4:14-17. six urgent commands are given to steer clear of the path of the wicked, and the reason for the urgency. Wicked people are so taken up with evil that they are unable to sleep till they hurt someone (cf. 1:15-16). Sin is so much a part of them that it is like their food (bread and wine).
4:18-19. The path of the righteous, which is “the way of wisdom” is like the first rays of light in the morning, which gradually increase to the full light of noonday. With light on his path a believer can follow “straight paths” (v. 11) and “not be hampered” or “stumble” (v. 12). By contrast the way or path of the wicked (cf. v. 14) is characterized by deep darkness (intense blackness in the middle of the night) which causes him to stumble.

- The value of wisdom in producing health (4:20-27)
4:20-22. Another exhortation to hear and pay attention to instruction opens this section. The author’s words were to be in his son’s view and in his heart. The major incentive was the offer of life and health .
4:23. The heart should be guarded for out of it (a wellspring) come one’s actions. Here the word “heart” means more than mental or emotional capacity; it also encompasses one’s values.  How do we guard our heart? (brainstorm).. answer is found in the following verses:
4:24-27.  to guard one’s heart includes guarding what one says (v. 24), sees (v. 25), and does (vv. 26-27). The mention in 4:24 of mouth and lips is similar to Christ’s teaching on the relationship between one’s heart and his speech (Luke 6:45c). Perversity comes from within and is expressed through ones speech. Corrupt or foul talk should never be on the lips of one who trusts the Lord (cf. Eph. 4:29). – Discuss What I heard yesterday on WMUZ re: profanity
Each believer should focus his eyes (Prov. 4:25) on the wise path (cf. v. 11), concentrating on it and not being distracted. And his “Proverbs provides both a goal and route. “The goal is successful living and the route is the way of wisdom” (Robert L. Alden, Proverbs: A Commentary on an Ancient Book of Timeless Advice, p. 48).

- The value of wisdom in preserving from adultery (chap. 5)
Specific instruction is given concerning the dangers of the adulteress (vv. 1-6), the final price of infidelity (vv. 7-14), and the delights of married love (vv. 15-20). Then a reminder is given that sin is ultimately an issue with the Lord (vv. 21-23). As in 1:14-19, chapter 5 portrays against the immediate pleasure of sin its long-range consequences. If a person is wise, he sees this long-range view. 21 For the Lord sees clearly what a man does, examining every path he takes.
22 An evil man is held captive by his own sins; they are ropes that catch and hold him.23 He will die for lack of self-control;
    he will be lost because of his great foolishness.

5:1-6. This chapter, like other portions in Proverbs, begins with the exhortation that the son pay attention and listen to his father’s words, for doing so gives discretion and knowledge. Speaking wisdom helps the son ignore the words of an adulteress Her deceptive, seductive words are persuasive, sweet like honey, the sweetest substance in ancient Israel, and smoother than olive oil, the smoothest substance in ancient Israel. But what seems attractive at first becomes bitter and sharp later. Involvement in adultery is like tasting gall, the bitterest substance known (from a plant), or like being cut by a double-edged sword. The adulteress leads men to death Her sin makes her unaware that her ways are crooked ( “staggering or unstable”), in contrast with the “straight paths” of 4:11.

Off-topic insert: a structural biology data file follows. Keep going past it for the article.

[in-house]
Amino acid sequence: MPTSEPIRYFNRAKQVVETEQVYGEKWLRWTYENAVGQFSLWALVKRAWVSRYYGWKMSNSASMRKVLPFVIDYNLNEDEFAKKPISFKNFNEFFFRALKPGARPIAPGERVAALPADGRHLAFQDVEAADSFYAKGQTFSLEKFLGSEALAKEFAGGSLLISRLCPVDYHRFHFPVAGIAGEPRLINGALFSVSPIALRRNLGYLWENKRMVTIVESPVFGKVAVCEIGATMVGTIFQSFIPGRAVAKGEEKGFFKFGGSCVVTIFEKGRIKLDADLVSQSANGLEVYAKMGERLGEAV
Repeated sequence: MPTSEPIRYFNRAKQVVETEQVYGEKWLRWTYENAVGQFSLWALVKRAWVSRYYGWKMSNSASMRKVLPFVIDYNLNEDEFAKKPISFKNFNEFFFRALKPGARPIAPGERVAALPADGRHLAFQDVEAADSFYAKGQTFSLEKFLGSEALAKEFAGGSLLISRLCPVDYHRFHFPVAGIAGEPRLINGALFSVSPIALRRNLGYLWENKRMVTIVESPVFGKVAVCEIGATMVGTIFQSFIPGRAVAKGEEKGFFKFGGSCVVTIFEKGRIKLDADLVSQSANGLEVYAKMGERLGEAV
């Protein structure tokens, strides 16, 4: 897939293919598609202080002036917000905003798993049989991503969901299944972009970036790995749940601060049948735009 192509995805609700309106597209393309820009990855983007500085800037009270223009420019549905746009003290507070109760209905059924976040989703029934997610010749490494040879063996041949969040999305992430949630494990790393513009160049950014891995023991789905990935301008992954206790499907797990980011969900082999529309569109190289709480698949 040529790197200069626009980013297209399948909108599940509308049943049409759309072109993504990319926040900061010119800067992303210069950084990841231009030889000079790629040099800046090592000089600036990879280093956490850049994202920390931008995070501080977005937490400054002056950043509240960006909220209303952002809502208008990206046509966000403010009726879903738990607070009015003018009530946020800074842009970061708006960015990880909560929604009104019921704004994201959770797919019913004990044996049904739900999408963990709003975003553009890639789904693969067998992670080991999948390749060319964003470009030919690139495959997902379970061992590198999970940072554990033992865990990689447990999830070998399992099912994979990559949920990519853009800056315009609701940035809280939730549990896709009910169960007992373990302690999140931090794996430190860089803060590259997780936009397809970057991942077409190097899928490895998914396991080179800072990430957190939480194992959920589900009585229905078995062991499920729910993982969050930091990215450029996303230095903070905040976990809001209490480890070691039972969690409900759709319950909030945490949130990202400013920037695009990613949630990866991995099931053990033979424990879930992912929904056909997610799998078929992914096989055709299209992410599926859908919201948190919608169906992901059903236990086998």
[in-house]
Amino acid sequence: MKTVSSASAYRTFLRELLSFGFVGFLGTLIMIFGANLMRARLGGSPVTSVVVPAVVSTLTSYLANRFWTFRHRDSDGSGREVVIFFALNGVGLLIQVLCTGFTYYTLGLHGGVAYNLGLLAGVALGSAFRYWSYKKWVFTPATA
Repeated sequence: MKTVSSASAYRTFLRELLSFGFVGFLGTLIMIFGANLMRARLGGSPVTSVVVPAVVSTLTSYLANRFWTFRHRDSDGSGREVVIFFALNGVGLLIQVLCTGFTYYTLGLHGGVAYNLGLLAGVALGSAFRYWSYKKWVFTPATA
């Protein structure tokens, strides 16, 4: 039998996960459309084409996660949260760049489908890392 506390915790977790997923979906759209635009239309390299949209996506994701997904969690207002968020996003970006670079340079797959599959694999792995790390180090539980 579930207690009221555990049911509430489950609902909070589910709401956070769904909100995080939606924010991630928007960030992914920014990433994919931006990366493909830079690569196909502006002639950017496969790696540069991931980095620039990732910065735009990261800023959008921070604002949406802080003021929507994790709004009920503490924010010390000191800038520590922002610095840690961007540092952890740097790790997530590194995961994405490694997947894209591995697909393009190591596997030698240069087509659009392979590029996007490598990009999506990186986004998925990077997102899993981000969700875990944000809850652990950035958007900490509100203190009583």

5:7-8. Again Solomon urged his sons to listen and adhere to what he said. He urged them not to turn . . . from his teachings, but to turn from the adulteress. They were not even to go near . . . her house because of the danger of succumbing to her temptations.  What is the practical life application for us from this verse?
5:9-14. Failure to keep away from the adulteress can result in many losses: loss of strength (which may mean losing one’s health, self-respect, or both), loss of a long life (v. 9), loss of money- by paying the adulteress, paying her husband, or paying child support—and loss of health (5:11). Falling prey to lust also brings remorse when a person recognizes too late that he did not heed his parents’ (here called teachers) instructions which inevitably leads to ruin and disgrace before others.
5:15-18. The rewards of chastity are a further encouragement to moral purity. A cistern . . . well . . . springs . . . streams, and fountain control water, keeping it from being wasted.. it needs to have boundaries. Similarly marital love with one’s wife (v. 18) is pictured as enjoying one’s cistern or fountain. Sexual desires should be controlled and channeled in one’s marriage, not wasted as described in 5:7-14
5:19-20. a husband/wife should be captivated by their spouse and not  “go astray,” it may also suggest the idea of being captured) by her love, not the affections of an adulteress.

5:21-23. The consequences of adultery should motivate a person to avoid it. But four even higher motivations are given in verses 21-23: (1) Since God sees man’s ways -adultery committed in secret is known by the Lord. (2) God examines man’s conduct . We cannot escape God’s scrutinizing. (3) Sin ensnares and ties a person down like ropes (5:22). Though people like to talk about being “free” to sin as they wish, sin actually takes away freedom. (4) Being undisciplined in one’s moral life results in death Such living is foolish because it leads one astray from God’s standards.. Folly appears 21 times in Proverbs. To yield to sexual lust is folly.  Definition of FOLLY

: lack of good sense or normal prudence and foresight